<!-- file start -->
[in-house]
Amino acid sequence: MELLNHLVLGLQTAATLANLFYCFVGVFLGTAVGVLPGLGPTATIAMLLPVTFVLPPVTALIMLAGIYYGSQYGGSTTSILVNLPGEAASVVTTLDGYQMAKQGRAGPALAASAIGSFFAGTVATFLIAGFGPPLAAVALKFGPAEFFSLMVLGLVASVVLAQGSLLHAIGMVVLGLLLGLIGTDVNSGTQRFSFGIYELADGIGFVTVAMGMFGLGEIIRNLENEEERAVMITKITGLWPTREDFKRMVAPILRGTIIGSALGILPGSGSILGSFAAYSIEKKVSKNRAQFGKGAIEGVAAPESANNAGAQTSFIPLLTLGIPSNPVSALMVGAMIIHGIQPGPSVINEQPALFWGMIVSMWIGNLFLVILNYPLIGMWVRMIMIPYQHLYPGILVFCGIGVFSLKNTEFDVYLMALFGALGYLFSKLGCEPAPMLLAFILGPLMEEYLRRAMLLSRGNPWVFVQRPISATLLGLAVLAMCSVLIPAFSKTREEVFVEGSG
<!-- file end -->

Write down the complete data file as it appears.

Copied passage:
[in-house]
Amino acid sequence: MELLNHLVLGLQTAATLANLFYCFVGVFLGTAVGVLPGLGPTATIAMLLPVTFVLPPVTALIMLAGIYYGSQYGGSTTSILVNLPGEAASVVTTLDGYQMAKQGRAGPALAASAIGSFFAGTVATFLIAGFGPPLAAVALKFGPAEFFSLMVLGLVASVVLAQGSLLHAIGMVVLGLLLGLIGTDVNSGTQRFSFGIYELADGIGFVTVAMGMFGLGEIIRNLENEEERAVMITKITGLWPTREDFKRMVAPILRGTIIGSALGILPGSGSILGSFAAYSIEKKVSKNRAQFGKGAIEGVAAPESANNAGAQTSFIPLLTLGIPSNPVSALMVGAMIIHGIQPGPSVINEQPALFWGMIVSMWIGNLFLVILNYPLIGMWVRMIMIPYQHLYPGILVFCGIGVFSLKNTEFDVYLMALFGALGYLFSKLGCEPAPMLLAFILGPLMEEYLRRAMLLSRGNPWVFVQRPISATLLGLAVLAMCSVLIPAFSKTREEVFVEGSG